This is an email I originally sent my list back in December 2021. Interested in more of this goodness in your inbox? Sign up here (and get a freebie)!
With a 3 year old and almost 6 year old, my husband and I spend much of our time just waiting around.
Like every weekday when my son comes home from daycare, he insists on taking off his jacket by himself. You’re thinking, “Isn’t that a good thing? Independent child, etc.?”
Maybe, but it takes him for. forking. ever. to wriggle his little arms out of the sleeves.
The reason I put myself through the jacket-wriggling Waiting For Godot act every day is, of course, because he and I want him to learn how to do it himself. And every day, this play gets shorter and shorter until he can *theoretically* take off his jacket in no time and (maybe?) hang it up himself.
Compound interest is like a toddler learning basic life skills. It takes awhile to see any progress, but it’s truly exponential growth once it gets started.
Let’s say, for example, you invest $5,000 today in a brand new 529 for your own (imaginary) wriggly toddler and pick a portfolio that automatically adjusts itself to assume your 3 year old will be in college in the year 2036.
This means that it’s almost all stocks right now (aka aggressive or risky) and will automatically adjust itself over the years to be more bonds and cash heavy (aka conservative or not risky) until you have a mostly cash portfolio by 2036. Which means you won’t lose all your money if the economy tanks a month before your kid goes to college.
So anyway, assuming an average 7% return, and that you added $300 every month for 15 years, you could have over $100,000 by go-time. Of that total, $59K were your contributions and the rest was *tax-free growth*!
I do need to caveat: if you go on to do this, you’ll need to remember that any investment account will have fees associated with it, however small, so those will make your real life number less but still more than it being in a savings account.
I’m hoping this example got you excited about building generational wealth to set up your own threenagers for success (or however old they are!). So here are a few types of tax-advantaged investment accounts that help you really take advantage of tax-free compound interest growth:
[As always, this info is educational only, and isn’t personal investment advice!]
1. 529s: you’re probably familiar with these or already have them, but just in case: 529s let you invest money for your children’s higher education, or up to $10K for K-12 private school tuition. You won’t be taxed on withdrawals from your 529 as long as you’re withdrawing money for qualified educational expenses.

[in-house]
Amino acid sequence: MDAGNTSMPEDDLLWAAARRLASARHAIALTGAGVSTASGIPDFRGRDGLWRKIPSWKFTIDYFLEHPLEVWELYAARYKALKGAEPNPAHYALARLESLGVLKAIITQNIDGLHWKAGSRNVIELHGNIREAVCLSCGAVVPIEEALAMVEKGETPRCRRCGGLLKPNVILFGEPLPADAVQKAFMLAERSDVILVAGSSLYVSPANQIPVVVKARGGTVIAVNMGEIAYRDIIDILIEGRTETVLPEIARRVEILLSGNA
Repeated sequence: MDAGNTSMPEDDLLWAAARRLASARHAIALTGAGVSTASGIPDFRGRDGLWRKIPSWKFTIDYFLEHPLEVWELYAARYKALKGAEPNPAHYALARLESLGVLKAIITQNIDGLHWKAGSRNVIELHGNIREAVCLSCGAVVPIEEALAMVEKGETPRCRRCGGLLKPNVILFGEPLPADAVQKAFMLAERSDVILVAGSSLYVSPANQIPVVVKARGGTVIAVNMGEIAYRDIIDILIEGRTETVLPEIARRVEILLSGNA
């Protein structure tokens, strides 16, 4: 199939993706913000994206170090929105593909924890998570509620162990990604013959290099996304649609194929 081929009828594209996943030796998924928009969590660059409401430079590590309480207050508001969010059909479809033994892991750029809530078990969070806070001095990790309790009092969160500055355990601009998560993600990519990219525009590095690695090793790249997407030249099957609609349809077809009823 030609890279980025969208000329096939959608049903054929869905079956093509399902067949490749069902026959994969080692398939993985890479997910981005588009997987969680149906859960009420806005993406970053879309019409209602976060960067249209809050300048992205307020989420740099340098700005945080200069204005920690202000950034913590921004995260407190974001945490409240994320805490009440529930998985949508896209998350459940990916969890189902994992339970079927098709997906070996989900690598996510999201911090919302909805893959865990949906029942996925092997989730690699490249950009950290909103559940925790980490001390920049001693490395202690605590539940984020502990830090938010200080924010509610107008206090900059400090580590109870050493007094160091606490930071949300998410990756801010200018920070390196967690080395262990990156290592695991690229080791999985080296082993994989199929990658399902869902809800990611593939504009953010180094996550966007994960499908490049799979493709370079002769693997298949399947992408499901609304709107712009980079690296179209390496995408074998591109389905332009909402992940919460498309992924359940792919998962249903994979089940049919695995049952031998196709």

2. Your Roth IRA: while the primary purpose of your Roth should be to cover YOUR retirement, they’re also great vehicles for passing down wealth. Unlike your 401k or 403b, there are no “required minimum distributions” (RMDs) for a Roth IRA.
So if you can cover your retirement and end of life expenses with your other assets, you can leave your Roth IRA untouched to pass along to your children as the beneficiaries. This means tax-free growth on an investment account for your kids!
Generally, heirs can make tax-free withdrawals for up to 10 years. Spouses can generally treat Roth IRAs as their own. Read more here.
3. A custodial Roth IRA: there is no minimum age required for someone to have a Roth IRA, but it needs to be opened as a custodial account if the account holder is under 18. So if your child is earning legitimate income from a job or neighborhood gigs – or if you have a small business and can pay them a realistic amount to help you in some way – this is an excellent way to start. Learn more here.
By the way, legitimate income includes things like babysitting, dog walking, helping neighbors with yard work, and other activities your older kids may already be doing!
There are a plethora of other ways to build generational wealth, but this email is getting long and I want breakfast.
I hope this note was helpful, and enjoy what’s left of your weekend!